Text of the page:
Come hell or high courts, Microsoft Corp. will completely overhaul its software over the next two years in an effort to mold Windows into a platform for the Internet, the company said last week.
Microsoft made the declaration at its Forum 2000 event as it unveiled its new .Net (pronounced Dot Net) platform, which had been code-named Next Generation Windows Services.
.Net will be defined by a new operating system, server applications and development tools, all heavily spiced with XML. The .Net platform will support software that runs as services over the Internet and executes on a host of intelligent devices.
With .Net, users will be able to customize the information they receive, when they receive it and how they view it on any number of devices. Enterprise customers will be able to build applications that support numerous clients and incorporate into applications chunks of program logic that exist on the Internet.
"This is completely a new platform and will affect every piece of code written," says Bill Gates, chief software architect for Microsoft. "There is no Microsoft product that won't be touched."
Critics say the companywide integration effort flies in the face of Microsoft's current legal troubles. But others say .Net validates what is already happening in the industry, including similar initiatives by the likes of Sun Microsystems Inc., IBM Corp. and Hewlett-Packard Co.
XML will become part of everything Microsoft does over the next 24 months as it turns its servers and applications into .Net products. Along with that, the company will develop intelligent clients, such as tablet PCs, that can execute some amount of logic. The effort is in contrast to other services models, in which the logic runs only on the server.
"Microsoft continues to make a case for the intelligent client," says Dwight Davis, an analyst with Summit Strategies in Washington. "That will resonate in a world where you can put computing power in many devices. If they can balance computing between the client and the server, they could have a compelling message."
The .Net transformation will begin this year when Microsoft delivers its XML-based BizTalk Server 2000 and Visual Studio 7.0, which will support the building of .Net applications using the Simple Object Access Protocol.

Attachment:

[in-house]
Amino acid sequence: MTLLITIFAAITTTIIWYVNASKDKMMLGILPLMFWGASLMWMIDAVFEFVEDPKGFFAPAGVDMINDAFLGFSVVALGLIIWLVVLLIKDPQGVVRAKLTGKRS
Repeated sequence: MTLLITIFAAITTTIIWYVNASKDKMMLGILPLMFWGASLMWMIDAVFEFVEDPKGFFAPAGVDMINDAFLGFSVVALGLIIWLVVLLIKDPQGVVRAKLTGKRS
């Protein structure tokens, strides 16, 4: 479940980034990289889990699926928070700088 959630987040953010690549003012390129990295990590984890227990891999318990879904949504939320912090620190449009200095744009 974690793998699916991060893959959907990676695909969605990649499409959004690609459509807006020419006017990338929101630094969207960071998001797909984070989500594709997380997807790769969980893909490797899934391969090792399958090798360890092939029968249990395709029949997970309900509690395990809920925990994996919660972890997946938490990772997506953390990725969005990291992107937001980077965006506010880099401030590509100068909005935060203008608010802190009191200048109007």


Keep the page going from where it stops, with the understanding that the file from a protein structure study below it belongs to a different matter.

Next year, Microsoft plans to deliver the next version of Windows, called Windows.Net 1.0, which will feature a number of extensions, including transaction and queuing services. It will be followed in 2002 with another Windows. Net version that will incorporate user interface features such as handwriting and voice.
Also next year, Microsoft will deliver up to four .Net services similar to its online authentication service Passport. The services run on the Internet and can be integrated into applications to provide such things as notification services. In 2002, Microsoft will offer other building-block services, such as online storage. Also in 2002, the company will deliver Office.Net, a hosted version of Office, and Visual Studio.Net.
"This is a long-term roadmap, but there are some short-term deliverables," says Steve Ballmer, CEO of Microsoft. "This is not something that will happen in the next two days. It will take two years to develop."
New technologies coming
Microsoft also introduced a host of new technologies it is developing to support .Net. The Universal Canvas is a client that integrates a browser, communications features, and document authoring and annotation. Microsoft also plans to introduce an Information Agent that manages a user's identity and controls interaction among Web sites, services and the user.
Proponents of software as services hail Microsoft's support of the concept.
"It's not trivial that the largest seller of software is saying that software really is a service," says Jack Serfass, co-founder of Bowstreet Software in New Hampshire. Bowstreet develops Business Web Factory, which creates a directory of Web services that can be assembled on the fly.
"Microsoft can play a major role but I don't think one company will own the Internet platform like one owns the desktop operating system platform."